|Is a Variety of||Feldspar|
|Colors||Colorless, white, pale yellow, orange, pale green, blueish, reddish, brown, gray|
|Fracture||Conchoidal, uneven, splintery|
|Cleavage||Perfect 2 directions|
|Absorption Spectrum||Not diagnostic.|
|Optics||Biaxial (-). 2V = 82°.|
|Optic Sign||Biaxial -|
These feldspars are rarely encountered in gem form. Their occurrence is widespread throughout the world, in a great variety of rock types and environments, but in most cases transparent crystals are rare.
In many cases faceted gems are identified as a feldspar in the plagioclase series, but the finder does not have the instrumentation needed to pin down the species. This is accomplished by a combination of optical and X-ray analysis. A few plagioclase gems have been well characterized, however, and reported in the literature.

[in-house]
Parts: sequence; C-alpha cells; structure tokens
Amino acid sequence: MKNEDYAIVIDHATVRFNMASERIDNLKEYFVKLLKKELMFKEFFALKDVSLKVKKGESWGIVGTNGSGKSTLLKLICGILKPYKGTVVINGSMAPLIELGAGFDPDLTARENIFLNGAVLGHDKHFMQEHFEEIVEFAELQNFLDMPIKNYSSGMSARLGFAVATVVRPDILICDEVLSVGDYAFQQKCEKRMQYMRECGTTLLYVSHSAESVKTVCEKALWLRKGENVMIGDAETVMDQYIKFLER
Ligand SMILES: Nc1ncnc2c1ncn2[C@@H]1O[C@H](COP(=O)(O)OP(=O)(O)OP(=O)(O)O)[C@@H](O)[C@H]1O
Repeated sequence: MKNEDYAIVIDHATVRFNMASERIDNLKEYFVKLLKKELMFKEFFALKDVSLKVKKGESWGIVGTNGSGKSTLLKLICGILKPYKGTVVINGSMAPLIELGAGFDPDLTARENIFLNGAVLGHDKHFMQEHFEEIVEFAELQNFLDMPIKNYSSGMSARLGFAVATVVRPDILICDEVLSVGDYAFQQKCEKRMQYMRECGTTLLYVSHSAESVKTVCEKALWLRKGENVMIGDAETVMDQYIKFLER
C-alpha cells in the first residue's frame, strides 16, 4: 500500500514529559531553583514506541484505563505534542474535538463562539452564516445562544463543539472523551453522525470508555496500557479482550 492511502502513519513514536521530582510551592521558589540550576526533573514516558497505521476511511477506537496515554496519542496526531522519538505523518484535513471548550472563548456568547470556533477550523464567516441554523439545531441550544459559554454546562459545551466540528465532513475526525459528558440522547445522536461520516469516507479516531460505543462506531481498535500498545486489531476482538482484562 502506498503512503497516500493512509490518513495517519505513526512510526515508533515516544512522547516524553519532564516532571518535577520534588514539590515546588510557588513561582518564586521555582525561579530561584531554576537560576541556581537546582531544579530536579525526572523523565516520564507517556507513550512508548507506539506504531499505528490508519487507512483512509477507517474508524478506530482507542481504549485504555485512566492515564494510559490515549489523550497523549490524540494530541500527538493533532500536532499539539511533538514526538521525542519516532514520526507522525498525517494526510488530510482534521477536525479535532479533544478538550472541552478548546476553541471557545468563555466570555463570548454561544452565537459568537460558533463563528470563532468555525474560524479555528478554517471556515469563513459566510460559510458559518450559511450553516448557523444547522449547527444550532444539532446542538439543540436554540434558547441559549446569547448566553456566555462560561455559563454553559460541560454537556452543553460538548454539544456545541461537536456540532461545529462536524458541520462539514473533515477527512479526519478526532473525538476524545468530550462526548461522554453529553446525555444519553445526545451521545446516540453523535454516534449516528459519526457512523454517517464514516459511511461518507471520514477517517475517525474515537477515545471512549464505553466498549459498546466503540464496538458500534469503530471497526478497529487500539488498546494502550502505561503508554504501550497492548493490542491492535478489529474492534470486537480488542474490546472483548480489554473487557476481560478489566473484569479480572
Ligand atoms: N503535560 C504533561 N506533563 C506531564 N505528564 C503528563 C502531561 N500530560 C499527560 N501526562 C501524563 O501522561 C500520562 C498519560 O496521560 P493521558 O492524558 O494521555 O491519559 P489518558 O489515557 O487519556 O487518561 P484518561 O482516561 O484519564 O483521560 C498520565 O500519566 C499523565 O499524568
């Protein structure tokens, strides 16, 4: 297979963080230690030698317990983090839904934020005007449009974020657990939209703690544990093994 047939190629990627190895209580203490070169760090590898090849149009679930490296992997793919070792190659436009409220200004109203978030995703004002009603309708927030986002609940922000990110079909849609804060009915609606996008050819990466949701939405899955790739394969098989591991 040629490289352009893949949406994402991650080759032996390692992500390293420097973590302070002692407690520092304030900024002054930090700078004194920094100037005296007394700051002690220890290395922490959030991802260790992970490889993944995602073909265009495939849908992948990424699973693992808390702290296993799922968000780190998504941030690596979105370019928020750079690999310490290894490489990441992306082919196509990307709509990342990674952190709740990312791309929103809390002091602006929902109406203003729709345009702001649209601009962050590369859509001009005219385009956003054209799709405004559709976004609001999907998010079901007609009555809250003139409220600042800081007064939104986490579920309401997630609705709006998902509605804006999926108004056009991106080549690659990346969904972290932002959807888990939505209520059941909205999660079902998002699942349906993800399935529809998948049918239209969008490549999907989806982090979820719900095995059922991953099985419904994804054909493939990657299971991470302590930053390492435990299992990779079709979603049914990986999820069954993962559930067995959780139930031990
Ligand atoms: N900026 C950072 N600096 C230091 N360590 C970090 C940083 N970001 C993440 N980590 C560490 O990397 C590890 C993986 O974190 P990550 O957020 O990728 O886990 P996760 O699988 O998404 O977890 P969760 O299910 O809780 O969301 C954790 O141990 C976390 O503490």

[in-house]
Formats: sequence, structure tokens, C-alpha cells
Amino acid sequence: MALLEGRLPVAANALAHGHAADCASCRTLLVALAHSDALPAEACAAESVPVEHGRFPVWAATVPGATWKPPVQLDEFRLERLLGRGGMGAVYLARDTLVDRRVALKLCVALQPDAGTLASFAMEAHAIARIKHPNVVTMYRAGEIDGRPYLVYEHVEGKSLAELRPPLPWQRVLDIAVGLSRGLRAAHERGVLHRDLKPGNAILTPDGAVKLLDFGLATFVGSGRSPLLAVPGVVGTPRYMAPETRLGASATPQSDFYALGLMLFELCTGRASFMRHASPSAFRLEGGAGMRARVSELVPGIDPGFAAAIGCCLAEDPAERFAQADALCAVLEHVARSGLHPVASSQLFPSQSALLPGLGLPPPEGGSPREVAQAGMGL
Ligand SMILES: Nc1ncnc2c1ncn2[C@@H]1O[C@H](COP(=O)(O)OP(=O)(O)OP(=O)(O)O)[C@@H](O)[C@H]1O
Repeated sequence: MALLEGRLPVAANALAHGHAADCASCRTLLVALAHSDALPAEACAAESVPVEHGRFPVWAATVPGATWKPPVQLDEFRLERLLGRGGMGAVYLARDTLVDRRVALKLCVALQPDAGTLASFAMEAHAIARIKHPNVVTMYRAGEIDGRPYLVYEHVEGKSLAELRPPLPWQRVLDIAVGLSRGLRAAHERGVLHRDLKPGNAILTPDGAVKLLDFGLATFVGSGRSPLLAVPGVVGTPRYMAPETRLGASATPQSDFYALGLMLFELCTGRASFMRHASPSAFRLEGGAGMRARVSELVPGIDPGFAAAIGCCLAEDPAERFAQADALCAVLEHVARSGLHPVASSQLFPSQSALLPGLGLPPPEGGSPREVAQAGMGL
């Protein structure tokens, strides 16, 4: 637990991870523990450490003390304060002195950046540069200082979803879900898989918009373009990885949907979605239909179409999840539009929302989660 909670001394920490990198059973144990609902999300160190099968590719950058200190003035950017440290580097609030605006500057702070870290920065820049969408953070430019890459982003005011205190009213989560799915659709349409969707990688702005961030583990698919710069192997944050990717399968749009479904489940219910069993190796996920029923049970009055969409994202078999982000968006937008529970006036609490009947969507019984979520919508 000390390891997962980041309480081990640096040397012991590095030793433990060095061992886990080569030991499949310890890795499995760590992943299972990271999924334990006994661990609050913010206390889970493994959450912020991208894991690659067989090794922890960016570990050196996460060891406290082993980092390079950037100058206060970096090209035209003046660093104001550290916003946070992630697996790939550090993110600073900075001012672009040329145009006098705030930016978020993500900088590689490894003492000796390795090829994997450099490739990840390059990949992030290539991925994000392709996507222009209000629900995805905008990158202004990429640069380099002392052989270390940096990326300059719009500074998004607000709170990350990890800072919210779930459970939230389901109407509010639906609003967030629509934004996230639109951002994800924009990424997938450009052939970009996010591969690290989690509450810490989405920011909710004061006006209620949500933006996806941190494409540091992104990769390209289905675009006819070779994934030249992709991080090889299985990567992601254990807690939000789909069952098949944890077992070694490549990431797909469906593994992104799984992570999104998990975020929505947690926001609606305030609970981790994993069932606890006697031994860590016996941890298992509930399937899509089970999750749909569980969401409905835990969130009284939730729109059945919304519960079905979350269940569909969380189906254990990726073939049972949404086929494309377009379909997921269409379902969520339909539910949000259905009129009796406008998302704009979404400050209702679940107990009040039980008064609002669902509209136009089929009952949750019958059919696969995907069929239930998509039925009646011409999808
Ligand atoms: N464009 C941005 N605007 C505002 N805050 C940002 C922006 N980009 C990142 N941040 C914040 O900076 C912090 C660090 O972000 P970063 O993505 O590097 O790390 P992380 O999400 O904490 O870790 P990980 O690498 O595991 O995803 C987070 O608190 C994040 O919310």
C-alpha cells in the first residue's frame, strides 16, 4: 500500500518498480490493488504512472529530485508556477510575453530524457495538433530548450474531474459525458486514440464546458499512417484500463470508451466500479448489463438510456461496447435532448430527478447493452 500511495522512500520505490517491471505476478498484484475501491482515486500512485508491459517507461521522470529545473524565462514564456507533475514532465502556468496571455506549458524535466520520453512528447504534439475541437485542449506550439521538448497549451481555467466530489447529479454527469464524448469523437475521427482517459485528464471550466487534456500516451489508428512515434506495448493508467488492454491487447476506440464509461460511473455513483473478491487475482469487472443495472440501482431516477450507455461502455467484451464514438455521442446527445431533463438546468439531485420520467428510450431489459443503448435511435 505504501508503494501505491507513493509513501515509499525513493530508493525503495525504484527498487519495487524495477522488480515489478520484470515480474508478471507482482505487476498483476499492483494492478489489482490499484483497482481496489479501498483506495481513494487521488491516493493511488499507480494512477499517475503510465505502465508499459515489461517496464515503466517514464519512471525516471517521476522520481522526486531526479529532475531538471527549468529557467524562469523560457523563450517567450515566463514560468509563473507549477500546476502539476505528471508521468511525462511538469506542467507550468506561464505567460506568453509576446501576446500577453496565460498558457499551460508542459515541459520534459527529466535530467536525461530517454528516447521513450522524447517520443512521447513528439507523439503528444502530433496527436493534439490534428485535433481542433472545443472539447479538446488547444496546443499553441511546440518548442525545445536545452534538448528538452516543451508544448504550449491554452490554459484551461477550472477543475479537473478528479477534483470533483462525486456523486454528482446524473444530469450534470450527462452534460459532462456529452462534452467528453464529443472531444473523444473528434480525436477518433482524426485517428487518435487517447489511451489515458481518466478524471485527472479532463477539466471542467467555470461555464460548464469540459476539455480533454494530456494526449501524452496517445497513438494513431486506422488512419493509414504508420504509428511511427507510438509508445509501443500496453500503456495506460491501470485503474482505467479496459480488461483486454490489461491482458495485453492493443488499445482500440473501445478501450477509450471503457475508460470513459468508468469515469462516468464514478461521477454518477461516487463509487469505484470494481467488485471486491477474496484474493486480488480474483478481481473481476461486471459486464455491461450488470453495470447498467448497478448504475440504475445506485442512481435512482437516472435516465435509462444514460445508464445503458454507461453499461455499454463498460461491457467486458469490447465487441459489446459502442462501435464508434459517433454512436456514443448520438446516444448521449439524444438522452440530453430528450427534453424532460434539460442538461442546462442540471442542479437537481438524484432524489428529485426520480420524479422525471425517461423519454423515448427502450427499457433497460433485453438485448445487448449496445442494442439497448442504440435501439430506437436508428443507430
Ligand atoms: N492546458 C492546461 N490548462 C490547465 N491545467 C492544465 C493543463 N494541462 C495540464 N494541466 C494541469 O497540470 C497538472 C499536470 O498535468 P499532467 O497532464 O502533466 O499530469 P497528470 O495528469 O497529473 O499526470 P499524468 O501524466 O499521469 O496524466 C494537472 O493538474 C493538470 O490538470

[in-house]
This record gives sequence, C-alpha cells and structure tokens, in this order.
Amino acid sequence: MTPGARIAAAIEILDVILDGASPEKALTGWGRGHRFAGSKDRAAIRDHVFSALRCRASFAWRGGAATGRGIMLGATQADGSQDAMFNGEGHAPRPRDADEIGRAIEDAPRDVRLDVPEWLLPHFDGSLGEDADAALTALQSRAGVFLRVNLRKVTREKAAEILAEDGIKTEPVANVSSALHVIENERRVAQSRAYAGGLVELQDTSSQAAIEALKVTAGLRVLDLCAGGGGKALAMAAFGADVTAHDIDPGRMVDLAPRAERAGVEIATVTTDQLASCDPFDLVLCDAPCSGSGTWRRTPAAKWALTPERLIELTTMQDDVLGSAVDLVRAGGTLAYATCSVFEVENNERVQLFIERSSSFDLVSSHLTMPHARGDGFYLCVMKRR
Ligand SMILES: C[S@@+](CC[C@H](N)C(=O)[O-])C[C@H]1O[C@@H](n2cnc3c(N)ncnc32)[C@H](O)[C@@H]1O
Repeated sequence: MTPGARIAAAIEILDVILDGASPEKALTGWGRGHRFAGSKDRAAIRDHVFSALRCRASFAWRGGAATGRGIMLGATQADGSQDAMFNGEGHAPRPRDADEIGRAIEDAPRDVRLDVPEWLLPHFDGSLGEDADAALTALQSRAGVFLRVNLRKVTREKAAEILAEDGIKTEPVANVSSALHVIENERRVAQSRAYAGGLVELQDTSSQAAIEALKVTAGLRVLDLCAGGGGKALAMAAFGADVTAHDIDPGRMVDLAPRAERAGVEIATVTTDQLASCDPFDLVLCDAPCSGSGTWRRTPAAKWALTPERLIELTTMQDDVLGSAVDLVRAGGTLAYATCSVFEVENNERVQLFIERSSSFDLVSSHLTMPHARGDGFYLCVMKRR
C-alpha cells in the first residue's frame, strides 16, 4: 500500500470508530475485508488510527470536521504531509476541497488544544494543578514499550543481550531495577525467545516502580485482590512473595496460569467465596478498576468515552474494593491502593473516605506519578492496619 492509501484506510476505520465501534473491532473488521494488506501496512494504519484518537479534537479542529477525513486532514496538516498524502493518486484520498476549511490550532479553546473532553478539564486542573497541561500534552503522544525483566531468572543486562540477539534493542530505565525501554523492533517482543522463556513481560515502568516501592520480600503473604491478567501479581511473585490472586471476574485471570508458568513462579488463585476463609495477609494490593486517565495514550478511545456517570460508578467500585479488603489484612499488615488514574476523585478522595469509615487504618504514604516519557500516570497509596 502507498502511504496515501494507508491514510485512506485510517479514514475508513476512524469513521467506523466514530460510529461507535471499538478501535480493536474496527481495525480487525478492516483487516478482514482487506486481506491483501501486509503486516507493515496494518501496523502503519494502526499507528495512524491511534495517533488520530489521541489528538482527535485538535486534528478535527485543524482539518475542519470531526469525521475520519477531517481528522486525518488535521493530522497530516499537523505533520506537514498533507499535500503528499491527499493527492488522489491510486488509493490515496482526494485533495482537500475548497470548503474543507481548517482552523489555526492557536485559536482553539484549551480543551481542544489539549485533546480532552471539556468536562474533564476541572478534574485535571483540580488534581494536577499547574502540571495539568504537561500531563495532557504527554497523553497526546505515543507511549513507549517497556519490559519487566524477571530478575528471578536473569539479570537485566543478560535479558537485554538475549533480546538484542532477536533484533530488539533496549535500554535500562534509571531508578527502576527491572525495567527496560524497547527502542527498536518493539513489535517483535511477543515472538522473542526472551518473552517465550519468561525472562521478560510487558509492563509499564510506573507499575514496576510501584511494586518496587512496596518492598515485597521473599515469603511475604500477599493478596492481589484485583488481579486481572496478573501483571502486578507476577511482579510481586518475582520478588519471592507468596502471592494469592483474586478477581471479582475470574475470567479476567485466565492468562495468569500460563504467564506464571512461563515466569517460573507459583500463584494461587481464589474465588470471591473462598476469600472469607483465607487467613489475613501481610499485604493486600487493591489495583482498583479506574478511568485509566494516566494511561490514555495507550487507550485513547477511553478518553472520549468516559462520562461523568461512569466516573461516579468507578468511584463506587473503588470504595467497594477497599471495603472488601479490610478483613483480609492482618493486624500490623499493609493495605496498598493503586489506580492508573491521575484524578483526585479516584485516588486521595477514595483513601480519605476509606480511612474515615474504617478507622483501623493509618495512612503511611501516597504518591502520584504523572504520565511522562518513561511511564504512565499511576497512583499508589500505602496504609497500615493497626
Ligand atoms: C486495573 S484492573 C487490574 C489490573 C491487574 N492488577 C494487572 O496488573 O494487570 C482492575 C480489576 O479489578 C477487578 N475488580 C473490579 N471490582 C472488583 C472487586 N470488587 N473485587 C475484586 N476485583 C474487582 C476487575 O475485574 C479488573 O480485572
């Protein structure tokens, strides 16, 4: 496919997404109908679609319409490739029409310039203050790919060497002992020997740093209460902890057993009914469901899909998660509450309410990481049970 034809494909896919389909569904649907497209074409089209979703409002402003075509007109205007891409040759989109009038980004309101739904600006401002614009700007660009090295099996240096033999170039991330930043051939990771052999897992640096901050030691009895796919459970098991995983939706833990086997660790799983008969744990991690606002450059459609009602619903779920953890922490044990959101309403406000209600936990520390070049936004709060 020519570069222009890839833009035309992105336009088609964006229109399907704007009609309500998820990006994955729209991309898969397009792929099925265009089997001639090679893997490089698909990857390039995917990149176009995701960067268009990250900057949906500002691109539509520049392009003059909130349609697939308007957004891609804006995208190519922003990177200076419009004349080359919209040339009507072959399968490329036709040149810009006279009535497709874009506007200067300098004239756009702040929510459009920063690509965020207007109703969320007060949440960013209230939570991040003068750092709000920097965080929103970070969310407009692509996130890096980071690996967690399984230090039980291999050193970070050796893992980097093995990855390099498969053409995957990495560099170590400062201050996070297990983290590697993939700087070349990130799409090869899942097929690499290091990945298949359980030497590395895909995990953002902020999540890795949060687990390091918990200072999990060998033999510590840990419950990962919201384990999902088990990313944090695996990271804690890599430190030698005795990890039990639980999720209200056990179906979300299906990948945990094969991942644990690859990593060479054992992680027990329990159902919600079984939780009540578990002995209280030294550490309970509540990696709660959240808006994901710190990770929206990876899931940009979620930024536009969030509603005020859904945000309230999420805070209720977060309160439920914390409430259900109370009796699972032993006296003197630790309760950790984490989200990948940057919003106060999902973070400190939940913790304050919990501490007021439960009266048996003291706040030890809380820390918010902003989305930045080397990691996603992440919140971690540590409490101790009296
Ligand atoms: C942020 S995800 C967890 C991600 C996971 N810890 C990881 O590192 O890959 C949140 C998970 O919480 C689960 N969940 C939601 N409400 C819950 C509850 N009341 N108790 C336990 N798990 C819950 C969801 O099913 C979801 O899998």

Oligoclase comes from Greek words meaning little break because the cleavage was believed to be less perfect than in albite.
Oligoclase is reported from the Hawk Mine, Bakersville, North Carolina, in colorless to pale green facetable crystals. The indices are 1.537-1.547; density 2.651. Oligoclase is also reported from Kenya, colorless grains, with indices as follows: a = 1.538-1.540,β= 1.542-1.544, γ= 1.549- 1.550; birefringence 0.010-0.011; S.G. 2.64. North Carolina gems up to about 1-5 carats, colorless to pale green, are reported. Oligoclase from Baffin Island, N.W.T., Canada has yielded cut gems up to about 5 carats.